The average American will be diagnosed with eyesight cancer in their early 50s, according to a new survey from the National Center for Health Statistics.
While the average age of the diagnosed patients will increase from the current 50 to 58 years, the average number of years between initial diagnosis and the first surgery will rise from about six years to seven.
This will mean a lot of patients will be on a waiting list for surgeries and that could have long-term effects.
“A person with a diagnosis of acute myopia (myopia that affects vision) who is younger than age 60 is the most likely to develop this disease and is more likely to have a longer life expectancy,” the authors wrote in the study.
“If they are older, the number of treatments is lower.”
The number of surgeries that a person is on a waitlist for can vary wildly depending on the severity of their eyesight problems.
In some cases, the waitlist is so long that a patient is denied surgery until they have already had a second eye operation.
Others are just waiting for their doctor to tell them to get on the waiting list.
While these surgeries may not seem like a lot, if they are successful, they can cost hundreds of thousands of dollars.
“People with acute myopeia who have been on the list for too long will eventually be able to get surgery, but their vision will be compromised,” the study authors wrote.
“For patients with the most advanced forms of myopia, the waiting lists will only get longer and longer and the chance of success is greatly reduced.”
The researchers also found that while more people with a genetic mutation that makes them susceptible to acute myopes are now diagnosed with acute optic neuritis, they are still a much smaller percentage of the overall population.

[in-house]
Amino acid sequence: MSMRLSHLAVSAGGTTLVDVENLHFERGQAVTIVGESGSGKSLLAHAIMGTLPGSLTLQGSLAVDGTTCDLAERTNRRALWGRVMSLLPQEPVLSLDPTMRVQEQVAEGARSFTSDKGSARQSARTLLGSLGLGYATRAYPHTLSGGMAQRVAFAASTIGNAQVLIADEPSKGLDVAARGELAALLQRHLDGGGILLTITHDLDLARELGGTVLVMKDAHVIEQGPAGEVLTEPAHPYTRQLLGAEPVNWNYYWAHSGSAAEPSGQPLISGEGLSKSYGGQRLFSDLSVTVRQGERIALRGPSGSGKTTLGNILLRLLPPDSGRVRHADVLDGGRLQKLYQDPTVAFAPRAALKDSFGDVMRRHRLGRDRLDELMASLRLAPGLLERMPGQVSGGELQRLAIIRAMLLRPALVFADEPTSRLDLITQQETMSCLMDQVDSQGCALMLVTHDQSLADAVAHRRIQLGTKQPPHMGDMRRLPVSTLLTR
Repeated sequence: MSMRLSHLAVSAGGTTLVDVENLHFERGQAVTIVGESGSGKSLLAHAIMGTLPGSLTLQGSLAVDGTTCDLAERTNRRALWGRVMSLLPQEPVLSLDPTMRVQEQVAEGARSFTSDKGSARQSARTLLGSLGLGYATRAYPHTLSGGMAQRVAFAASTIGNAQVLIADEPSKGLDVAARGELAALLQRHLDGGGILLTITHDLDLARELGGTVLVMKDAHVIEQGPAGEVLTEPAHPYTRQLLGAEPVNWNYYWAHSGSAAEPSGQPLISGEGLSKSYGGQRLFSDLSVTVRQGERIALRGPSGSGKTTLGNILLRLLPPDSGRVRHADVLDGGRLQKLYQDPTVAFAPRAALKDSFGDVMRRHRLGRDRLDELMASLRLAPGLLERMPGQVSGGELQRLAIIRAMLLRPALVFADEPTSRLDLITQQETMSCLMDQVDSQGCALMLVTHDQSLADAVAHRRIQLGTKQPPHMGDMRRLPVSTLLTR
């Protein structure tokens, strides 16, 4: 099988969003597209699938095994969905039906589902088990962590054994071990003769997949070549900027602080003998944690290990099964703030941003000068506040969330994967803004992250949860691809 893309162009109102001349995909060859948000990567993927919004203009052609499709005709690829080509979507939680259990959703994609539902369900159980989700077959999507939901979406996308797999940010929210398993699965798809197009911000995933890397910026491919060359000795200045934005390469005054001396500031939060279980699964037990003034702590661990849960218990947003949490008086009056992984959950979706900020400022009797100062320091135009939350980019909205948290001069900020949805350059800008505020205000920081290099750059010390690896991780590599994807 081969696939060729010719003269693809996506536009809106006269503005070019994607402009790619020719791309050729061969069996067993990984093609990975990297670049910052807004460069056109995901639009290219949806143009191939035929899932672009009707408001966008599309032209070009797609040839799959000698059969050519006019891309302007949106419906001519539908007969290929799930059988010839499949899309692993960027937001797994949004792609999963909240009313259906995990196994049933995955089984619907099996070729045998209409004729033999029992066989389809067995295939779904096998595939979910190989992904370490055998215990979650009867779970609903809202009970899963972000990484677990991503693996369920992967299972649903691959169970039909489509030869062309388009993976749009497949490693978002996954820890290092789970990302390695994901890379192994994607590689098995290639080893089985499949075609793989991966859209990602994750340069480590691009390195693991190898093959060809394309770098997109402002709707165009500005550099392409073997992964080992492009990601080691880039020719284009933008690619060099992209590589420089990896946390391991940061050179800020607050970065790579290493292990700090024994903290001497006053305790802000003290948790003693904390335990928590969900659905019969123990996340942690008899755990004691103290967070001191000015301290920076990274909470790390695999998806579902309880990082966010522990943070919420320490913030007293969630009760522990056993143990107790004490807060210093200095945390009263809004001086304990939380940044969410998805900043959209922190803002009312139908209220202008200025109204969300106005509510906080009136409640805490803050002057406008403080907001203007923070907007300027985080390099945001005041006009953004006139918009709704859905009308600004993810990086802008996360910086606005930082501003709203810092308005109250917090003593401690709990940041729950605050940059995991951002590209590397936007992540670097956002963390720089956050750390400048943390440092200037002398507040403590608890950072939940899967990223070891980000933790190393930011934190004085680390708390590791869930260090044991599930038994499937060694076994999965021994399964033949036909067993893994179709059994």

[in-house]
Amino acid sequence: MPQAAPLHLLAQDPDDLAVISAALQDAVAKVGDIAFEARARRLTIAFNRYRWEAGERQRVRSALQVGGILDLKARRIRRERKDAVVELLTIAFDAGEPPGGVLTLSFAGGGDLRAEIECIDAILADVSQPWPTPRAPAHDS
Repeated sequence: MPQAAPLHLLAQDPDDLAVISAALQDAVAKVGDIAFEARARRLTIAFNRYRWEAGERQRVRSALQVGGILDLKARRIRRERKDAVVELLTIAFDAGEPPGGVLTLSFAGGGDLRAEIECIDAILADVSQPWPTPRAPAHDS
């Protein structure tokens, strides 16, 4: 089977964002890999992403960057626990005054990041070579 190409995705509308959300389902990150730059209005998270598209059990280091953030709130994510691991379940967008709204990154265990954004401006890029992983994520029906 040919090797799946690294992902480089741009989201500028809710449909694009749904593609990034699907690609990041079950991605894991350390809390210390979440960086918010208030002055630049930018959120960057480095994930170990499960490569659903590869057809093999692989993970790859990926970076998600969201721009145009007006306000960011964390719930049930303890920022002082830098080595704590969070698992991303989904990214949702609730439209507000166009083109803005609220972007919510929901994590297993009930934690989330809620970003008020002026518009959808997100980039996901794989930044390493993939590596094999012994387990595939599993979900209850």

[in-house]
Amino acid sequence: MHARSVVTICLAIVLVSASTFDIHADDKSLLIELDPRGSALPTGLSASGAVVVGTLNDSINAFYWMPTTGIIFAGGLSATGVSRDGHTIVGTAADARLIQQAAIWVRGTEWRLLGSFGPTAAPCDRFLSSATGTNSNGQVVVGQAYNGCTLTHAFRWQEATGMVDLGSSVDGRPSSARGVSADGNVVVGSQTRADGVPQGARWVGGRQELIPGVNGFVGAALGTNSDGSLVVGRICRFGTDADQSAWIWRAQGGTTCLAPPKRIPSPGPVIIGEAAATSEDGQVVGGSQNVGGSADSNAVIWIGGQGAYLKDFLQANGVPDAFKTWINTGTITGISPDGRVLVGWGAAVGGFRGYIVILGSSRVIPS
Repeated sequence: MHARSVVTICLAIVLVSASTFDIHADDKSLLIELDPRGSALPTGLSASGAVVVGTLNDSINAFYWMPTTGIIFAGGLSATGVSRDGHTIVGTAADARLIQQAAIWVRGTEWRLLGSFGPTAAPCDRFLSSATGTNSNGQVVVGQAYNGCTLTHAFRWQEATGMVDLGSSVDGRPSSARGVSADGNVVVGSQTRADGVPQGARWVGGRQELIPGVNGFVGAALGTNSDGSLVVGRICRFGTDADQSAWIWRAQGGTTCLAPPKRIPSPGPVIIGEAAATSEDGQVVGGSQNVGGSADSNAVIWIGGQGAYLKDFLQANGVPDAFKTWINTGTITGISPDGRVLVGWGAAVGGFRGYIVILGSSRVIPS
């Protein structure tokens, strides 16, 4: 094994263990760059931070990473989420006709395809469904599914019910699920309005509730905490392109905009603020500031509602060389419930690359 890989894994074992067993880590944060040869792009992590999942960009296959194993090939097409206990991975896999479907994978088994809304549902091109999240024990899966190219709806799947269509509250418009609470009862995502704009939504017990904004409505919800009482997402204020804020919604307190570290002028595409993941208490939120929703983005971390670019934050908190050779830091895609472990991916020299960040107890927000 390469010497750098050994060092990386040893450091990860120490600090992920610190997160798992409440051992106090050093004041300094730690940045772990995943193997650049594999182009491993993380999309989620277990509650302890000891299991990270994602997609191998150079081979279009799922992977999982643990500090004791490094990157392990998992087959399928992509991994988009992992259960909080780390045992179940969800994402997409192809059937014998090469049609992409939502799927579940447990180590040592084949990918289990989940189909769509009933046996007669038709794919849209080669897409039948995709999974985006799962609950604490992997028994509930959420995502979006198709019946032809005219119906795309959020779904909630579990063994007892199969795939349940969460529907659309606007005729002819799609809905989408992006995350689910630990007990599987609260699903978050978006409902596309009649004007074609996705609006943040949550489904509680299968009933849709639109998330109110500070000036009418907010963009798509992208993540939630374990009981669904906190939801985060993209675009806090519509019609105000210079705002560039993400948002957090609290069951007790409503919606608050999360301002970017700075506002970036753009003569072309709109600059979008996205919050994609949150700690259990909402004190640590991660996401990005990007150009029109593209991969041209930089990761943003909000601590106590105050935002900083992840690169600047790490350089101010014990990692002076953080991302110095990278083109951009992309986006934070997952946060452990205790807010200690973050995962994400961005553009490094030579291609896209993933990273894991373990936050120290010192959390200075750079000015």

The researchers did not identify which mutations were responsible for the increase in the number and severity of acute optic neuropathy.
There is some evidence that the increase could be linked to a specific genetic mutation in a gene called the FcN1 gene.
According to the National Eye Institute, there are more than 500 genes that influence the risk of developing acute optic nerve neuropathy in people.
The FcNN1 gene is a gene that is involved in the formation of new blood vessels.
It also influences the way that blood vessels in the optic nerve connect to other areas of the brain, according the National Institutes of Health.
The authors say this gene may be involved in causing the increased incidence of acute ocular neuritis.
“Our findings indicate that there is some association between increased susceptibility to acute optic nerves neuropathy and increased prevalence of Fcnn1 gene variants,” they wrote.
The study was published in the journal PLoS ONE.
Image source: National Eye Foundation via Wikimedia Commons